Permeable by Mary Ann Honaker
Mary Ann Honaker of Beaver, West Virginia sent us a vivid poem inspired by her home near Grandview State Park.
My parents had an old Schnauzer
who once a day would carefully trace
the property’s boundaries, gathering leaf-crisps
and twigs in his wiry white beard.
Now, without him, those lines grow
permeable. A family of foxes, quick flames
by the shed, a casual calico on the patio.
Rabbits in the peppers, the tomatoes, the squash.
And once, a small herd of whitetails.
The dark-eyed does regarded my mother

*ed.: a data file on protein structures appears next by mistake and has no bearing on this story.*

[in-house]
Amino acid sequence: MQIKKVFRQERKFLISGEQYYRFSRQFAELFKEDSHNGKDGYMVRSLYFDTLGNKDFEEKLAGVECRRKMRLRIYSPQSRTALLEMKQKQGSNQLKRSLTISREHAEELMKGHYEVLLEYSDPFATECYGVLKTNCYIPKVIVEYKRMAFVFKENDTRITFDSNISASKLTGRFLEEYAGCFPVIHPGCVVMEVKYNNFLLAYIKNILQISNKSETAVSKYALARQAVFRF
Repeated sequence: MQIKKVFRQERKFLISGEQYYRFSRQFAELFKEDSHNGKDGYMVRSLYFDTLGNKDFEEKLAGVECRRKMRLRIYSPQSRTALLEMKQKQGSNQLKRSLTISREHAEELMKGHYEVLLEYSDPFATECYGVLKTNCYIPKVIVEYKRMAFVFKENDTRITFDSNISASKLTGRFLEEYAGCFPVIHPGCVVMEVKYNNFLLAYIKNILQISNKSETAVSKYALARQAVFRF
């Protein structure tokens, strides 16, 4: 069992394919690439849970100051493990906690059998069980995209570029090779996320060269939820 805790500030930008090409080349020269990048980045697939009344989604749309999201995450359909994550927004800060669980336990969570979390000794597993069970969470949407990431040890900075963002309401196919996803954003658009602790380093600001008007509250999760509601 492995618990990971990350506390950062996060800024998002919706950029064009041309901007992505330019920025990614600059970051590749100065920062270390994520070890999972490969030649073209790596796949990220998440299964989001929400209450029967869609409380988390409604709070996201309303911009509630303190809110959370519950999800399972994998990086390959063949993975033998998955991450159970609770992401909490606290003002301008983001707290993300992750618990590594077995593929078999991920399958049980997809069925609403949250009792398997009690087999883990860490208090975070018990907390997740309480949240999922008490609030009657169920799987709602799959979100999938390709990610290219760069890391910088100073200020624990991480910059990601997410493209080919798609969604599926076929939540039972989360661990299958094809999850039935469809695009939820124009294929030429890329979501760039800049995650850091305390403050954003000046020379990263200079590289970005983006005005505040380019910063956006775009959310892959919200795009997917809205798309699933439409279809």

through the windows of the sunroom, while
the buck dug at the lawn with one hoof,
huffed and shook his heavy crown.
Across the lawn the line is drawn in pine,
whose lean we watch to know when to wear a coat,
and if the blades of grass wear lace, a scarf.
The dawn ambles in from the east
through the neighbor’s yellowing willow;
the pines light up one by one, like lamps,
as if marking the passage of a slow-footed soul.